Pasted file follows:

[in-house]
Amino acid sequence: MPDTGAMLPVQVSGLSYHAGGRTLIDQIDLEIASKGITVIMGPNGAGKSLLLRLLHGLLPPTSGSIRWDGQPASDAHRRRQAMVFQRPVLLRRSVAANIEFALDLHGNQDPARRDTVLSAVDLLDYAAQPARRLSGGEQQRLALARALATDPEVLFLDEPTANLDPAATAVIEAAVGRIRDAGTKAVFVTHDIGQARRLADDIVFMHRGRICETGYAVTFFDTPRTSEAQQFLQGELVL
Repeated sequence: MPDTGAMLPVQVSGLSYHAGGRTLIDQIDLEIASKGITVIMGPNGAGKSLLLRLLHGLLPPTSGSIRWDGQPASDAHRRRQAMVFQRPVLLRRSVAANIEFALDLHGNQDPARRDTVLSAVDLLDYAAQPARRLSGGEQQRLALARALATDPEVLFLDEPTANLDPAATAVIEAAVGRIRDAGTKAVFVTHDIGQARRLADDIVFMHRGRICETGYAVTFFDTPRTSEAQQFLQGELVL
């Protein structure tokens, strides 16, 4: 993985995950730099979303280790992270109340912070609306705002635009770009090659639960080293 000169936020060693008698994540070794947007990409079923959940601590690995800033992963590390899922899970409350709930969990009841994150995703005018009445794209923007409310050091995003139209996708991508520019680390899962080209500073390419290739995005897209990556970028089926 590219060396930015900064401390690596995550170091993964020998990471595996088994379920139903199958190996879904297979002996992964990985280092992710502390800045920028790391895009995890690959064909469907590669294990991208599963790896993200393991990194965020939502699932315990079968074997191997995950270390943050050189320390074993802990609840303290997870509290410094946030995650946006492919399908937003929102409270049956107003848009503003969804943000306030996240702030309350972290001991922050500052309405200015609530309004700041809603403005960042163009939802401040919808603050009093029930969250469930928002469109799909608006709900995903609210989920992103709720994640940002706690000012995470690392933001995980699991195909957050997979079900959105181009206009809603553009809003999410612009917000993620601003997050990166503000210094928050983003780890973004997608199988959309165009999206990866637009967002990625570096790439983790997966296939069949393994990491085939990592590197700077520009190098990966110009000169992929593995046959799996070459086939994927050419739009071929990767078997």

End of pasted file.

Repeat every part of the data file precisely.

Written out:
[in-house]
Amino acid sequence: MPDTGAMLPVQVSGLSYHAGGRTLIDQIDLEIASKGITVIMGPNGAGKSLLLRLLHGLLPPTSGSIRWDGQPASDAHRRRQAMVFQRPVLLRRSVAANIEFALDLHGNQDPARRDTVLSAVDLLDYAAQPARRLSGGEQQRLALARALATDPEVLFLDEPTANLDPAATAVIEAAVGRIRDAGTKAVFVTHDIGQARRLADDIVFMHRGRICETGYAVTFFDTPRTSEAQQFLQGELVL
Repeated sequence: MPDTGAMLPVQVSGLSYHAGGRTLIDQIDLEIASKGITVIMGPNGAGKSLLLRLLHGLLPPTSGSIRWDGQPASDAHRRRQAMVFQRPVLLRRSVAANIEFALDLHGNQDPARRDTVLSAVDLLDYAAQPARRLSGGEQQRLALARALATDPEVLFLDEPTANLDPAATAVIEAAVGRIRDAGTKAVFVTHDIGQARRLADDIVFMHRGRICETGYAVTFFDTPRTSEAQQFLQGELVL
């Protein structure tokens, strides 16, 4: 993985995950730099979303280790992270109340912070609306705002635009770009090659639960080293 000169936020060693008698994540070794947007990409079923959940601590690995800033992963590390899922899970409350709930969990009841994150995703005018009445794209923007409310050091995003139209996708991508520019680390899962080209500073390419290739995005897209990556970028089926 590219060396930015900064401390690596995550170091993964020998990471595996088994379920139903199958190996879904297979002996992964990985280092992710502390800045920028790391895009995890690959064909469907590669294990991208599963790896993200393991990194965020939502699932315990079968074997191997995950270390943050050189320390074993802990609840303290997870509290410094946030995650946006492919399908937003929102409270049956107003848009503003969804943000306030996240702030309350972290001991922050500052309405200015609530309004700041809603403005960042163009939802401040919808603050009093029930969250469930928002469109799909608006709900995903609210989920992103709720994640940002706690000012995470690392933001995980699991195909957050997979079900959105181009206009809603553009809003999410612009917000993620601003997050990166503000210094928050983003780890973004997608199988959309165009999206990866637009967002990625570096790439983790997966296939069949393994990491085939990592590197700077520009190098990966110009000169992929593995046959799996070459086939994927050419739009071929990767078997």